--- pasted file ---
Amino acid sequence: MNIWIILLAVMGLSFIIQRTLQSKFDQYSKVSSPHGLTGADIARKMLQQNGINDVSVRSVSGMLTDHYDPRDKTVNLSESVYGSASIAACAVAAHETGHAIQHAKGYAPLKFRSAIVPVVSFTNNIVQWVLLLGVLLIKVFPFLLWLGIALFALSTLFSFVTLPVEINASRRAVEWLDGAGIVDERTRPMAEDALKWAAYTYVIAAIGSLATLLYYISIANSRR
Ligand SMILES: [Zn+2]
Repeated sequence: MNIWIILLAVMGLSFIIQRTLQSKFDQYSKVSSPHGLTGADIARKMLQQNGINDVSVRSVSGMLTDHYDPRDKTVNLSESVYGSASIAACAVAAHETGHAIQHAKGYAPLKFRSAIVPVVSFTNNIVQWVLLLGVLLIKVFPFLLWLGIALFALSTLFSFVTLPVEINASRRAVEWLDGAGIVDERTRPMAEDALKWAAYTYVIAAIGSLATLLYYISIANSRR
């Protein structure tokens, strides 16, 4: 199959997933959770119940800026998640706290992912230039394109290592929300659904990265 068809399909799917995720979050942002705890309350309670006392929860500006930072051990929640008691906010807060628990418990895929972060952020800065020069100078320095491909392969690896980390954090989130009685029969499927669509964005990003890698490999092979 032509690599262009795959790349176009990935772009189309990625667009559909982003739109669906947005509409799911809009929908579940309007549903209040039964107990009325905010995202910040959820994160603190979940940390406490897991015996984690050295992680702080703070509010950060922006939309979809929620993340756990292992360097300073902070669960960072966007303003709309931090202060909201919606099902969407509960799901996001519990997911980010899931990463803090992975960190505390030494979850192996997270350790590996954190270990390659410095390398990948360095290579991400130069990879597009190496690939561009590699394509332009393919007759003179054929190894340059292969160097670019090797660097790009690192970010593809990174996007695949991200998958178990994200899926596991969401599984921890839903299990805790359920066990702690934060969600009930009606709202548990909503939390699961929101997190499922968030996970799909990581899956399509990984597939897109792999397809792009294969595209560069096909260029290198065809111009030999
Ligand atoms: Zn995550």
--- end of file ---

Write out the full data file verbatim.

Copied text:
Amino acid sequence: MNIWIILLAVMGLSFIIQRTLQSKFDQYSKVSSPHGLTGADIARKMLQQNGINDVSVRSVSGMLTDHYDPRDKTVNLSESVYGSASIAACAVAAHETGHAIQHAKGYAPLKFRSAIVPVVSFTNNIVQWVLLLGVLLIKVFPFLLWLGIALFALSTLFSFVTLPVEINASRRAVEWLDGAGIVDERTRPMAEDALKWAAYTYVIAAIGSLATLLYYISIANSRR
Ligand SMILES: [Zn+2]
Repeated sequence: MNIWIILLAVMGLSFIIQRTLQSKFDQYSKVSSPHGLTGADIARKMLQQNGINDVSVRSVSGMLTDHYDPRDKTVNLSESVYGSASIAACAVAAHETGHAIQHAKGYAPLKFRSAIVPVVSFTNNIVQWVLLLGVLLIKVFPFLLWLGIALFALSTLFSFVTLPVEINASRRAVEWLDGAGIVDERTRPMAEDALKWAAYTYVIAAIGSLATLLYYISIANSRR
């Protein structure tokens, strides 16, 4: 199959997933959770119940800026998640706290992912230039394109290592929300659904990265 068809399909799917995720979050942002705890309350309670006392929860500006930072051990929640008691906010807060628990418990895929972060952020800065020069100078320095491909392969690896980390954090989130009685029969499927669509964005990003890698490999092979 032509690599262009795959790349176009990935772009189309990625667009559909982003739109669906947005509409799911809009929908579940309007549903209040039964107990009325905010995202910040959820994160603190979940940390406490897991015996984690050295992680702080703070509010950060922006939309979809929620993340756990292992360097300073902070669960960072966007303003709309931090202060909201919606099902969407509960799901996001519990997911980010899931990463803090992975960190505390030494979850192996997270350790590996954190270990390659410095390398990948360095290579991400130069990879597009190496690939561009590699394509332009393919007759003179054929190894340059292969160097670019090797660097790009690192970010593809990174996007695949991200998958178990994200899926596991969401599984921890839903299990805790359920066990702690934060969600009930009606709202548990909503939390699961929101997190499922968030996970799909990581899956399509990984597939897109792999397809792009294969595209560069096909260029290198065809111009030999
Ligand atoms: Zn995550």